PPD Cooking.jpeg

Many new mamas find they need a bit of help in the first few weeks after having a baby. Sometimes a mother is recovering from a cesarean and isn't as mobile as she would like. Other times, she's suffering from postpartum depression. However, the vast majority of the time, these ladies just need some assistance adjusting to their new normal.

This is perfectly understandable and completely normal. After all, in the past we women have had an entire village of other ladies to help us out after birth. However, many modern women are unsure who to turn to in this time of need.

Of course, there is the option of hiring a nanny. However, a nanny doesn't really offer all that a brand new mother needs. This is where a postpartum doula steps in.

Wondering how the care offered by a postpartum doula differs from that of a nanny? Read on!

Mama Care

A newborn nanny comes in to take care of the newborn and only the newborn. While you can hire nannies who are willing to take on older siblings as well, you aren't likely to find a nanny who'll take care of mama.

Considering that the mother just gave birth, she needs someone to care for her too. Fortunately postpartum doulas are happy to take care of baby while also checking in on mama, making sure she has water, bringing her snacks, and even checking in on her emotional health.

Bonding Help

Good nannies are wonderful in that they take great care of their charges. In fact, most nannies even form strong bonds with the children they care for. This is sweet and can help put a mother's mind at ease, but it isn't enough for the brand new mom who is still bonding with the baby herself.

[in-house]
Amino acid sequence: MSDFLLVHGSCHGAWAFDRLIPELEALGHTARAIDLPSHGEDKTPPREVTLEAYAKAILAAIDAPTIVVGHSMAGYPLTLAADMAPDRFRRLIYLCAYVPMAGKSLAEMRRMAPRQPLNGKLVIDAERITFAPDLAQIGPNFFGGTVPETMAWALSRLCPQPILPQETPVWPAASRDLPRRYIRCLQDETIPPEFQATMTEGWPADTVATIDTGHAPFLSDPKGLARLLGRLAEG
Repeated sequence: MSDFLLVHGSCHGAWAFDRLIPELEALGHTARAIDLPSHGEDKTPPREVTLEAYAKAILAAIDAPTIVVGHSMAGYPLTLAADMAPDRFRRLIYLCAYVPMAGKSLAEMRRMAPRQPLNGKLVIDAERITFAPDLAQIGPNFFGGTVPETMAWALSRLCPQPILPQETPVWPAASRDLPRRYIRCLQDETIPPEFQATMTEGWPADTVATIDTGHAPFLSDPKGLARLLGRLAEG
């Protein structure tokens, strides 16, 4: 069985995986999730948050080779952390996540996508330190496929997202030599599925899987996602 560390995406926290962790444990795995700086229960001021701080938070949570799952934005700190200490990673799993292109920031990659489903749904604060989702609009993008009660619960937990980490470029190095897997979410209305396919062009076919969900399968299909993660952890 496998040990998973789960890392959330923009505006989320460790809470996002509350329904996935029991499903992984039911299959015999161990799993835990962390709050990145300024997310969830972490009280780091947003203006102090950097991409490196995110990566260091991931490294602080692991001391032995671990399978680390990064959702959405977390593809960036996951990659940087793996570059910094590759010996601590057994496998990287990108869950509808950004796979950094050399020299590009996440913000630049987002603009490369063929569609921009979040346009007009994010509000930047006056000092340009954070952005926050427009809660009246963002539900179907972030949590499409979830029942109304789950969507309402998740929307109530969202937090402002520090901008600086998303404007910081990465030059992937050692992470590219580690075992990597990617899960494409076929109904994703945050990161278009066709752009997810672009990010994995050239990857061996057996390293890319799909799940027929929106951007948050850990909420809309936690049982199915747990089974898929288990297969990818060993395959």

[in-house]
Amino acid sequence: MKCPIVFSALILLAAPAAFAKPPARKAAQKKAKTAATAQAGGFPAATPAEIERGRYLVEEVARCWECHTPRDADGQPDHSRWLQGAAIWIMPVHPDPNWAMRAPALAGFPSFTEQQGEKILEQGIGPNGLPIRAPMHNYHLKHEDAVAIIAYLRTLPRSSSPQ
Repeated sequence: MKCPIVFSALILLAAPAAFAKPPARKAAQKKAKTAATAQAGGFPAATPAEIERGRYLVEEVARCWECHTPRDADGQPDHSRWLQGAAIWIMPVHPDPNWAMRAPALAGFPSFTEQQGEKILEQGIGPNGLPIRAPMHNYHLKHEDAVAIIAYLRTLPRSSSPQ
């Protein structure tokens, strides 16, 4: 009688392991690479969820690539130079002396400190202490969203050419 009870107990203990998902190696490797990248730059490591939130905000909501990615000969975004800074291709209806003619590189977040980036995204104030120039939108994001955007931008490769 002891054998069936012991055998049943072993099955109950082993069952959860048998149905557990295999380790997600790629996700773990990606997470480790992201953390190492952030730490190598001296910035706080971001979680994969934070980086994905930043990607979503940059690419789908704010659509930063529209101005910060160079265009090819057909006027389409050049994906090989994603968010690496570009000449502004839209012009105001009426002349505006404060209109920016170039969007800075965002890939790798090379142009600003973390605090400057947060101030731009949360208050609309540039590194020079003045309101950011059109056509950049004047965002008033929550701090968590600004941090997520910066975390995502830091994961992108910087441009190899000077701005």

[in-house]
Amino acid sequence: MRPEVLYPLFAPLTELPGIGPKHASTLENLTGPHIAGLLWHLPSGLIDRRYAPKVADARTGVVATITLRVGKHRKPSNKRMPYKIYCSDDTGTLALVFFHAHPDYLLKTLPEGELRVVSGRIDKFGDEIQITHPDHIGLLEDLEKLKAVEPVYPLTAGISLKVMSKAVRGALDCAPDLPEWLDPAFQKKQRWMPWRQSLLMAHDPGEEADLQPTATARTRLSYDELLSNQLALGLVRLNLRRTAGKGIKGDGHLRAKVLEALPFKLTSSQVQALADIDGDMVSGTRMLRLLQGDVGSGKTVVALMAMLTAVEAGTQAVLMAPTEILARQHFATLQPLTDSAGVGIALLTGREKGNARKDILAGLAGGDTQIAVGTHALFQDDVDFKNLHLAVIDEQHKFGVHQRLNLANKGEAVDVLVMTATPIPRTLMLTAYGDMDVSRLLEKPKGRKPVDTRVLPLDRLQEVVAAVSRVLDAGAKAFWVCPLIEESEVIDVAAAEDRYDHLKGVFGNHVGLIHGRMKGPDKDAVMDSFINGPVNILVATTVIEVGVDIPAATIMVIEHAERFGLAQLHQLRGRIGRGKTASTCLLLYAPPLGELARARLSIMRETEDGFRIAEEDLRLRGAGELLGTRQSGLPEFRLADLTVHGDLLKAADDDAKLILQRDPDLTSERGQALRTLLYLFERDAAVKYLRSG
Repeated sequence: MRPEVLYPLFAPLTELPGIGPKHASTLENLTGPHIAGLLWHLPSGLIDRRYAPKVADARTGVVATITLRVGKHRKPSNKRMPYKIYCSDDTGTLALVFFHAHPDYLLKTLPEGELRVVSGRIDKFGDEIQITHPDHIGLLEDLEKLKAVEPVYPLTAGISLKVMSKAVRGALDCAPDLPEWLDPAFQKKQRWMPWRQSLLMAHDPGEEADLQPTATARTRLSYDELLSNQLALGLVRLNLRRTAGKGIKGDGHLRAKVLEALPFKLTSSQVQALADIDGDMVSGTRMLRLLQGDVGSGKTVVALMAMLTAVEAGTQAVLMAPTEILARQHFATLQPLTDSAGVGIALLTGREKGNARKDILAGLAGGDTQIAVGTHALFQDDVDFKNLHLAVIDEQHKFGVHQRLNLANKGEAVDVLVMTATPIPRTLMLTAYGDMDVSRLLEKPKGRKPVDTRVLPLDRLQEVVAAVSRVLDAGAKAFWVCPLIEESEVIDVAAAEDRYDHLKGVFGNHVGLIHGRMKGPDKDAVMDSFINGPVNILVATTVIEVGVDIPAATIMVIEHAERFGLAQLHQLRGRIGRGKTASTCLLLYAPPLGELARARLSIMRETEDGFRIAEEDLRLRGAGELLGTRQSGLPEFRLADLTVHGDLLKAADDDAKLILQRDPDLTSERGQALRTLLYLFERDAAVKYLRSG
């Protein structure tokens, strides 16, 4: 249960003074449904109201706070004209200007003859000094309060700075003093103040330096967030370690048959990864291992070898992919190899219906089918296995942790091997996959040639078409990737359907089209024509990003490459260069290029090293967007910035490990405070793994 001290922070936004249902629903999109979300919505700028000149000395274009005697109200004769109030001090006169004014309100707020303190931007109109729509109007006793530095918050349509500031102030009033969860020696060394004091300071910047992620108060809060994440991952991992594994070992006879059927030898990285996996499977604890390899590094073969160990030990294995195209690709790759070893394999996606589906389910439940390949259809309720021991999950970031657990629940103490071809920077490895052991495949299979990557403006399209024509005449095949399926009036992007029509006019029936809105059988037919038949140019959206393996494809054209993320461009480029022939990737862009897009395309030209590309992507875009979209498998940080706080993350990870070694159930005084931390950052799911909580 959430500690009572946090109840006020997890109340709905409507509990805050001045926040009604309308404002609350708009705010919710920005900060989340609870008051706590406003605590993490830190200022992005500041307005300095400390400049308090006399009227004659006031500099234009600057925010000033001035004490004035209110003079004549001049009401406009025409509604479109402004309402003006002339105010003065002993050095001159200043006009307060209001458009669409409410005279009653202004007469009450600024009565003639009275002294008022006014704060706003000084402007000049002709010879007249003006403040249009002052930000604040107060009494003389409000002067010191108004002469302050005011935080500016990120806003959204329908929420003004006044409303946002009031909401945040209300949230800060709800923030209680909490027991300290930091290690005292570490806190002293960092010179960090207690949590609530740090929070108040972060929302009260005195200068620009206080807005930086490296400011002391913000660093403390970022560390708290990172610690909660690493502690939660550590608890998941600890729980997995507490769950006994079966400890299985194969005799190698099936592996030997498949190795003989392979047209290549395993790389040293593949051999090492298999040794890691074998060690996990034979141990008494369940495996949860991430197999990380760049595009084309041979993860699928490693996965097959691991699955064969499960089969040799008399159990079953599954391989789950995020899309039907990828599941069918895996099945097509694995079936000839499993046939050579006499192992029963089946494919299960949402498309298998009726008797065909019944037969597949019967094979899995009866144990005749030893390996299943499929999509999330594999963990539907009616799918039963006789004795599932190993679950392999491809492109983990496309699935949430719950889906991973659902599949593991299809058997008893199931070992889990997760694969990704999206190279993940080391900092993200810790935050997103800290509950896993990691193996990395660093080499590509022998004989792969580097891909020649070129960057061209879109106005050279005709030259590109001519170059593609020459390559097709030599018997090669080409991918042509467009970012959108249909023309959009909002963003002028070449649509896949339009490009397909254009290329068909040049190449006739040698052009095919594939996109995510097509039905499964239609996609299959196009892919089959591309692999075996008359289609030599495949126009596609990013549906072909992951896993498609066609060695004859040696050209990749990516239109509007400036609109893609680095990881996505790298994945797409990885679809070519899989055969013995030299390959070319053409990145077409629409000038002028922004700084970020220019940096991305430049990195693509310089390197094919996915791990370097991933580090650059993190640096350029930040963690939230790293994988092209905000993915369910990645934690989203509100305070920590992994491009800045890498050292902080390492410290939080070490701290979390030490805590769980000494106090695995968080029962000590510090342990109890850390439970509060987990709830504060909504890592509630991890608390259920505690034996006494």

Women who recently gave birth need plenty of time to connect with their newborns. That said, they also need energy to do this. A postpartum doula cares for baby while mama showers and naps, but is quick to offer the baby up and encourage active bonding when the mother is available.

Breastfeeding Assistance

Postpartum doulas are also great for breastfeeding support. Instead of bottle feeding whenever baby is in their charge, they will bring the little one to his or her mother. This helps the new nursing relationship blossom and grow stronger, something that can't happen when bottle feedings are offered as an option.

In addition to ensuring baby is nursed whenever hungry, postpartum doulas are often able to offer tips and advice to mothers who are having trouble breastfeeding. This can be enormously helpful to a new and frustrated mother.

On the other hand, a nanny might be quick to quiet baby with a bottle, and may have no experience at all with breastfeeding. In any case, a nanny is unlikely to be willing to offer breastfeeding support.

Family Support

A good postpartum doula knows that it's her job to help the family adjust to their new addition and ensure this transition goes as smoothly as possible. She will offer help wherever she sees she is truly needed, but she's also acutely aware that the family needs to find their own rhythm. Therefore, a postpartum doula doesn't inject herself unnecessarily and will often offer tips to help the family get things on the right track.

This is in contrast to a nanny, who is only in the home to care for baby. This care may be helpful in the short run, but will be difficult for the family to wean themselves from later. It may also make it hard for the family to find their own way of doing things.

As you can see, while there is nothing wrong with hiring a nanny in many scenarios, postpartum doulas are a superior option for families with a brand new addition.

Are you looking for post-birth help in Oklahoma City? We'd love to assist! Contact us today for more information on our postpartum doula services.